They also take carbon out of the atmosphere, locking it up for a time in their cells, in the animals that consume them, and in pellets of waste that drop to the sea floor and out of the atmosphere.
“We live in an era when many of the Earth’s ecosystems are under increasing strain from human exploitation and disruption of natural cycles,” says Mannino. “It is essential that we understand how critical components of the biosphere will respond to changes, and how those responses will feed back into carbon uptake and climate regulation.”
For all the importance of phytoplankton, scientists can only estimate and model the abundance and productivity of these tiny planet-changers. Large-scale observations are limited, so it is hard to say if phytoplankton populations are changing over time and what that means for other ecosystems.
“Phytoplankton feed the fishery,” says Margaret Mulholland, an oceanographer at Old Dominion University who is collaborating with Mannino on a four-year research project. “We need to measure their productivity across seasons and over time to determine how this productivity changes in response to short and long term climate changes.”
From space, ocean scientists have a wide-angle view. They can see the colors of the sea (it’s not all deep blue). They can detect the intensity of plant pigments—mostly chlorophyll—in the water. They can detect the ocean surface temperatures. They can track plumes of sediment where rivers enter the ocean.
But determining what type of plankton satellites are observing—or even distinguishing plankton from other particles and dissolved substances—is tricky from space. What is happening below the surface, given that satellites can only “see” a few meters into the water?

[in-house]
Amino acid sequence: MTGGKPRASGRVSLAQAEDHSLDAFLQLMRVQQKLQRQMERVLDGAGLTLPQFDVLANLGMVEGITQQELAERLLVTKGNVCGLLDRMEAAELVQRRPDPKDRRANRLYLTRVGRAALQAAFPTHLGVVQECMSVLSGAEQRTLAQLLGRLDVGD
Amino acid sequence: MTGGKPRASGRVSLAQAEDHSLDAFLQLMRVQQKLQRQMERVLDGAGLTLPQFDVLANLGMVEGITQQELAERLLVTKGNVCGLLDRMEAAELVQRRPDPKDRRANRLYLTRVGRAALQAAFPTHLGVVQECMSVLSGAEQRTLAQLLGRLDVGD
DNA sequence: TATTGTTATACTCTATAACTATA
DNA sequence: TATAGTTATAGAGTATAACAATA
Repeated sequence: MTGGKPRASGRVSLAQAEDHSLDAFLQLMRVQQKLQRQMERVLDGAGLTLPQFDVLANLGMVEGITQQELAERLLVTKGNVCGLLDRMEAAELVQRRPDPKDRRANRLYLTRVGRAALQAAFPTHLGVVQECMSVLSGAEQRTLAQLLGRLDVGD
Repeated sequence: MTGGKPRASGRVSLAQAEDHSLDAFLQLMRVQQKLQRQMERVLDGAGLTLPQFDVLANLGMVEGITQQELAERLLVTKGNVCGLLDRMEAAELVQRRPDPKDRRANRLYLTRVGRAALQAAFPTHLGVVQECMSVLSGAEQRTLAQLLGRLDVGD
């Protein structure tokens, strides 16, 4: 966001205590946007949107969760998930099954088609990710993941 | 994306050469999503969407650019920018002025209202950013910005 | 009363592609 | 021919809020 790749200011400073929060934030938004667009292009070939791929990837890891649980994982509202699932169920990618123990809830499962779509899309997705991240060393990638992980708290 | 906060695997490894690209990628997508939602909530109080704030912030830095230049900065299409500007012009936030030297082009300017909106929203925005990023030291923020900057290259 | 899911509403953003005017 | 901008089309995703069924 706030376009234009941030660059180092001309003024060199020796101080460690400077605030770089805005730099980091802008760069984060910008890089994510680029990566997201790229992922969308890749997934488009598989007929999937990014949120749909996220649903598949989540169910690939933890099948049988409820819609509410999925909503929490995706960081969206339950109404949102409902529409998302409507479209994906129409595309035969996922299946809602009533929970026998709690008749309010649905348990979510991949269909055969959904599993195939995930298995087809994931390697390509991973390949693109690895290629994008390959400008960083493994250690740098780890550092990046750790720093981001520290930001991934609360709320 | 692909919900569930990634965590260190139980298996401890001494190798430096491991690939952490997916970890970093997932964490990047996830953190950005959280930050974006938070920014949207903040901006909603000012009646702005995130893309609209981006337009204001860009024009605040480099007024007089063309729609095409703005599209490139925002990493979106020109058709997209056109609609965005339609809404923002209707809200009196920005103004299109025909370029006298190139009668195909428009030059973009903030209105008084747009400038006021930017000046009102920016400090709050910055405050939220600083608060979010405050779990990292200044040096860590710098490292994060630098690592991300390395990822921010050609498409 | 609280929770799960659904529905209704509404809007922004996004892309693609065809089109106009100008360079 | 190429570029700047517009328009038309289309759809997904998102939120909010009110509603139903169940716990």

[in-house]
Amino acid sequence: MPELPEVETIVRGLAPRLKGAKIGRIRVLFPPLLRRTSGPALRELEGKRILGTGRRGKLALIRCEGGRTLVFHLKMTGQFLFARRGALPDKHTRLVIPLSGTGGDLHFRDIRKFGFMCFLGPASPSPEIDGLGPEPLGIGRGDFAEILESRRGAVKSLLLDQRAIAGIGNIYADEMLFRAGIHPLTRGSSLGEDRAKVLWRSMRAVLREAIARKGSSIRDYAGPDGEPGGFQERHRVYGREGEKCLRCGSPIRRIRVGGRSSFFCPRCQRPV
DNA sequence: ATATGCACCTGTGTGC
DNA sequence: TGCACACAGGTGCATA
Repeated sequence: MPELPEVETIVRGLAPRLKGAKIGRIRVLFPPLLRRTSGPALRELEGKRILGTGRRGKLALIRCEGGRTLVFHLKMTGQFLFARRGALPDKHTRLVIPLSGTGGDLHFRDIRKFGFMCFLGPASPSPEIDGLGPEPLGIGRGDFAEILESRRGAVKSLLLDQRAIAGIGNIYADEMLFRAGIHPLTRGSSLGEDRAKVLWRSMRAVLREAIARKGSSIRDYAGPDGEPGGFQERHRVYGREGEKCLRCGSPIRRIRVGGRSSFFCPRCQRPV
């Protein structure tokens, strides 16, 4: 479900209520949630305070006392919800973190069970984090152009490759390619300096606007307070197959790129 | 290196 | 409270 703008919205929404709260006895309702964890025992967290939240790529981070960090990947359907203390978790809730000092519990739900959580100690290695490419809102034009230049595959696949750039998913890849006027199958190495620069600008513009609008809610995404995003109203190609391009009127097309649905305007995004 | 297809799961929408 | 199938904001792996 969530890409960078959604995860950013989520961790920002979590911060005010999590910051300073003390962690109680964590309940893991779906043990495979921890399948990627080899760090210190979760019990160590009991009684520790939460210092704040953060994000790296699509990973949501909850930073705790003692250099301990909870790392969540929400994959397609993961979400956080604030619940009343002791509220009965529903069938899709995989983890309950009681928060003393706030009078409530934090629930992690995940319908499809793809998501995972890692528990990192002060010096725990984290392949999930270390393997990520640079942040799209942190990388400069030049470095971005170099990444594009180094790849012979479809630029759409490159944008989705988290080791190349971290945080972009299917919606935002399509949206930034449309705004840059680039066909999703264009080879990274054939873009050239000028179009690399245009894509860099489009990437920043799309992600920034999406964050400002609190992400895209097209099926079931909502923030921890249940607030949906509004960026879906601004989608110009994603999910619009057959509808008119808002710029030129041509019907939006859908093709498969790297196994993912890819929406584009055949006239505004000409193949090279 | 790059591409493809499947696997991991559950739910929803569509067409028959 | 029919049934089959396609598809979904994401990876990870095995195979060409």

This is why ocean scientists go to sea in ships.
From a ship, scientists can get a more detailed view of the ocean. Conductivity, temperature, and depth sensors, or CTDs, can measure physical properties of the water. Bottles mounted to these instruments can return samples that can be used to measure nutrient concentrations, water chemistry, and the presence of phytoplankton and zooplankton. Scientists can make all of those measurements from the surface to the bottom, over 5,000 meters depth in some places.
But they can only get snapshots of one place, at one time, and they can’t stay for long. From a ship, it is impossible to determine what’s happening at some distance away. How far does this algae bloom stretch? Is there a storm or current stirring things up over there?
This is why ocean scientists use satellites.
Fueled by the need for both a macro and micro view of the ocean, Mannino, Mulholland, and Kimberly Hyde of NOAA launched the Climate Variability on the East Coast study, or CliVEC. Through seven research cruises, three satellite data sets, and a fair amount of computer modeling, the team hopes to develop a better picture of how phytoplankton respond to seasons, weather patterns, and climate variability in the North Atlantic.